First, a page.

Rapid response

  • Well-established hemodynamic profile1,4,5
    In premedicated patients undergoing anesthesia, 1-minute infusions of
    <2 mcg/kg of Remi* cause dose-dependent hypotension and bradycardia. When appropriate, bradycardia and hypotension can be reversed by reduction of the rate of infusion of Remi or the dose of concurrent anesthetics, or by the administration of fluids or vasopressors5

Rapid recovery

  • Helps facilitate early extubation in laparoscopic gastric banding2 and gastric bypass surgery3
    Continuous infusions of Remi should be administered only by an infusion device. The injection site should be close to the venous cannula and all IV tubing should be cleared at the time of discontinuation of infusion. Interruption of an infusion of Remi will result in rapid offset of effect5

Added characteristics of ULTIVA

  • No accumulation regardless of infusion duration5
  • Rapid onset, offset, and recovery for predictable control of responsiveness5
  • No difference in pharmacokinetics between nonobese and obese§ patients when normalized to ideal body weight (IBW). Remi should be used with caution in obese patients5,6

Remifentanil is commonly referred to as Remi by anesthesia providers.

During first 4 hours of recovery, pain was reported higher in the Remi group. Duration of stay in postanesthesia care unit was comparable between sufentanil and Remi.2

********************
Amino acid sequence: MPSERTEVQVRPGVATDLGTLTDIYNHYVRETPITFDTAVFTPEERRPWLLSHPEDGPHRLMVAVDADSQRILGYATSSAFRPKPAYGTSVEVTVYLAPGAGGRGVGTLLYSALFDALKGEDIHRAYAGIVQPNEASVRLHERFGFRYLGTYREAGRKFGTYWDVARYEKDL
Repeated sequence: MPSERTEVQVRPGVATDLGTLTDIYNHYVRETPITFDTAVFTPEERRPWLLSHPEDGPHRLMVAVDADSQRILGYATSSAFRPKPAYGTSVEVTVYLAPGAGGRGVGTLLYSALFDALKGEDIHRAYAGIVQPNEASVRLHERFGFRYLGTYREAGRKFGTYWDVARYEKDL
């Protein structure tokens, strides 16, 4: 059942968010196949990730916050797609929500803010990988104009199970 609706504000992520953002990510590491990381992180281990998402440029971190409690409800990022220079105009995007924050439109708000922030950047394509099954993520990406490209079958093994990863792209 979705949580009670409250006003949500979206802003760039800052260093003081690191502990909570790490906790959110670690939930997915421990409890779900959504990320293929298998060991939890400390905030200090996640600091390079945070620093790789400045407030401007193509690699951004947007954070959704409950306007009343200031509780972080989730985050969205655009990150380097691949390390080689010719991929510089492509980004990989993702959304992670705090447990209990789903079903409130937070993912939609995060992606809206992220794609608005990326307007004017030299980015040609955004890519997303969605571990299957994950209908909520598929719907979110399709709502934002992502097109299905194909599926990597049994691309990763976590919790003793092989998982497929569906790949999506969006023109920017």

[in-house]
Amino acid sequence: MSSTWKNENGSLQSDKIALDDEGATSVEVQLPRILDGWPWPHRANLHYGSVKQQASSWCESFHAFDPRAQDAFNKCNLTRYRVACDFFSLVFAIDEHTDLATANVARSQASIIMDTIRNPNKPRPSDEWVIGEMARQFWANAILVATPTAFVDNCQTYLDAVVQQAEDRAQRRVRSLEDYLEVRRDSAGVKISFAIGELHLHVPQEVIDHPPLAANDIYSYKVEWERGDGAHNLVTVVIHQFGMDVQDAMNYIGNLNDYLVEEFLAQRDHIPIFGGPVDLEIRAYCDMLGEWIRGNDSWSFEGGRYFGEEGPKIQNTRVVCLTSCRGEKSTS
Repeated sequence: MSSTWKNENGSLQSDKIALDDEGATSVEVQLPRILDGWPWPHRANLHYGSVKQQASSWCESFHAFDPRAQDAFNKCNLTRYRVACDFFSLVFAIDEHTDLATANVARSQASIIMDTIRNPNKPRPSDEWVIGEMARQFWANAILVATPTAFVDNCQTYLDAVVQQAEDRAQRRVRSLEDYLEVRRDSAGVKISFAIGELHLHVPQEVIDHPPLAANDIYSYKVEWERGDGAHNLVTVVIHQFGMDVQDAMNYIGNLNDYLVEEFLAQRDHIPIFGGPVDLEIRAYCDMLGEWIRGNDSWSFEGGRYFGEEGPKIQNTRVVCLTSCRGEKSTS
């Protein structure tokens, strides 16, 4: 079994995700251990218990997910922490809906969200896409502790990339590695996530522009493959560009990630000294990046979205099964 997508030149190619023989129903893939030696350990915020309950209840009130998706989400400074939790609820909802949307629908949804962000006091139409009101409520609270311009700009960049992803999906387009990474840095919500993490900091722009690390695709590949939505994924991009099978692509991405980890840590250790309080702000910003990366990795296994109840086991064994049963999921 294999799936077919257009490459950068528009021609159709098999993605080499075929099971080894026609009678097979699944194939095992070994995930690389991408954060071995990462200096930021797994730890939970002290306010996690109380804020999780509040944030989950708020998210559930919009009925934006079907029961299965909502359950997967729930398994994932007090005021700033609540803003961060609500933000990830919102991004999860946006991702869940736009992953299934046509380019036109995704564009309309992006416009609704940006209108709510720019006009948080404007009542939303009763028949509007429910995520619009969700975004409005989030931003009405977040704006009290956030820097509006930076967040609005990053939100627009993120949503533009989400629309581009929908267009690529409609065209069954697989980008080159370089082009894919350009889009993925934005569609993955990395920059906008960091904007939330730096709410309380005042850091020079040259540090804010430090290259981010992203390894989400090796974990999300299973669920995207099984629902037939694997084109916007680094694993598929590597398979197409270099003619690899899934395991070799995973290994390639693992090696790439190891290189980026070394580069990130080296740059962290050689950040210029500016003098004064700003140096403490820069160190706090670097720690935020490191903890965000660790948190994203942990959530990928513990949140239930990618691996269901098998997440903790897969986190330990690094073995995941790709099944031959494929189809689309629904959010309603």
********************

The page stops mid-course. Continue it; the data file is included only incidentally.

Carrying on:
Postoperative pain and PONV were higher in the Remi group.3


Patients greater than 30% over ideal body weight.5

Gastric bypass case study

45-year-old male

5'9'', 133 kg (292 lb)

BMI 43 kg/m2


  • Hypertension
  • Type 2 diabetes

Medications: metformin; amlodipine/HCTZ

This case study is for illustrative and educational purposes only. The dosing regimen is specific to this case study and other regimens may vary depending on patient and procedure. Any use of this product is subject to the judgment of the practitioner in each case. Please consult the full Prescribing Information in the use of this product.

ULTIVA should be used with caution in obese patients. Clearance of remifentanil generally correlates with total body weight and may vary in morbidly obese patients due to variation in physiology and pharmacodynamics.

Gastric bypass TIVA plan 


Goal: predictable control

Characteristics of ULTIVA in gastric bypass include:

See also:

  1. De Baerdemaeker LEC, Jacobs S, Pattyn P, Mortier EP, Struys MMRF. Influence of intraoperative opioid on postoperative pain and pulmonary function after laparoscopic gastric banding: remifentanil TCI vs sufentanil TCI in morbid obesity. Br J Anaesth. 2007;99(3):404-411.
  2. Bidgoli J, Delesalle S, De Hert SG, Reiles E, Van der Linden PJ. A randomised trial comparing sufentanil versus remifentanil for laparoscopic gastroplasty in the morbidly obese patient. Eur J Anaesthesiol. 2011;28(2):120-124.
  3. Gaszynski TM, Strzelczyk JM, Gaszynski WP. Post-anesthesia recovery after infusion of propofol with remifentanil or alfentanil or fentanyl in morbidly obese patients. Obes Surg. 2004;14(4):498-503; discussion 504.
  4. Twersky RS, Jamerson B, Warner DS, Fleisher LA, Hogue S. Hemodynamics and emergence profile of remifentanil versus fentanyl prospectively compared in a large population of surgical patients. J Clin Anesth. 2001;13(6):407-416. Sponsored by Glaxo Wellcome Inc.
  5. ULTIVA [package Insert]. Rockford, IL: Mylan Institutional LLC; 2016.
  6. Egan TD, Huizinga B, Gupta SK, et al. Remifentanil pharmacokinetics in obese versus lean patients. Anesthesiology. 1998;89(3):562-573.